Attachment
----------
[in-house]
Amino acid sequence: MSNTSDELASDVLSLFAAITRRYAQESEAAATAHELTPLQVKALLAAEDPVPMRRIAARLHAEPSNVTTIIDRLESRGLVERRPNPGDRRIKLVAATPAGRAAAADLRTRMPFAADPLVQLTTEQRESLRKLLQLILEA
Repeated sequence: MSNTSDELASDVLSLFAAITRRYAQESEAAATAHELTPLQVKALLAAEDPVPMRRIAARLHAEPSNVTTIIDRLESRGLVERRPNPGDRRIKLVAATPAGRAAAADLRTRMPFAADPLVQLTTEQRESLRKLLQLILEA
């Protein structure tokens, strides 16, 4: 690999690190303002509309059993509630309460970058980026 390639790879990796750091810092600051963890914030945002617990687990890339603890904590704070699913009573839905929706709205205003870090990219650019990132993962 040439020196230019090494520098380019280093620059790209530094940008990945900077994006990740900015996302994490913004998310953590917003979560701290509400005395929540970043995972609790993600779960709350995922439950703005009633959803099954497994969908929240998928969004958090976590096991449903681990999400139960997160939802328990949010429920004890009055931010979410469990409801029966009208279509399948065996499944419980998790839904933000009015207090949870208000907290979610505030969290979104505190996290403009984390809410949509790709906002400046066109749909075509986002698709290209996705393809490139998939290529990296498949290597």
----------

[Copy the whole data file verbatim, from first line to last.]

[in-house]
Amino acid sequence: MSNTSDELASDVLSLFAAITRRYAQESEAAATAHELTPLQVKALLAAEDPVPMRRIAARLHAEPSNVTTIIDRLESRGLVERRPNPGDRRIKLVAATPAGRAAAADLRTRMPFAADPLVQLTTEQRESLRKLLQLILEA
Repeated sequence: MSNTSDELASDVLSLFAAITRRYAQESEAAATAHELTPLQVKALLAAEDPVPMRRIAARLHAEPSNVTTIIDRLESRGLVERRPNPGDRRIKLVAATPAGRAAAADLRTRMPFAADPLVQLTTEQRESLRKLLQLILEA
């Protein structure tokens, strides 16, 4: 690999690190303002509309059993509630309460970058980026 390639790879990796750091810092600051963890914030945002617990687990890339603890904590704070699913009573839905929706709205205003870090990219650019990132993962 040439020196230019090494520098380019280093620059790209530094940008990945900077994006990740900015996302994490913004998310953590917003979560701290509400005395929540970043995972609790993600779960709350995922439950703005009633959803099954497994969908929240998928969004958090976590096991449903681990999400139960997160939802328990949010429920004890009055931010979410469990409801029966009208279509399948065996499944419980998790839904933000009015207090949870208000907290979610505030969290979104505190996290403009984390809410949509790709906002400046066109749909075509986002698709290209996705393809490139998939290529990296498949290597």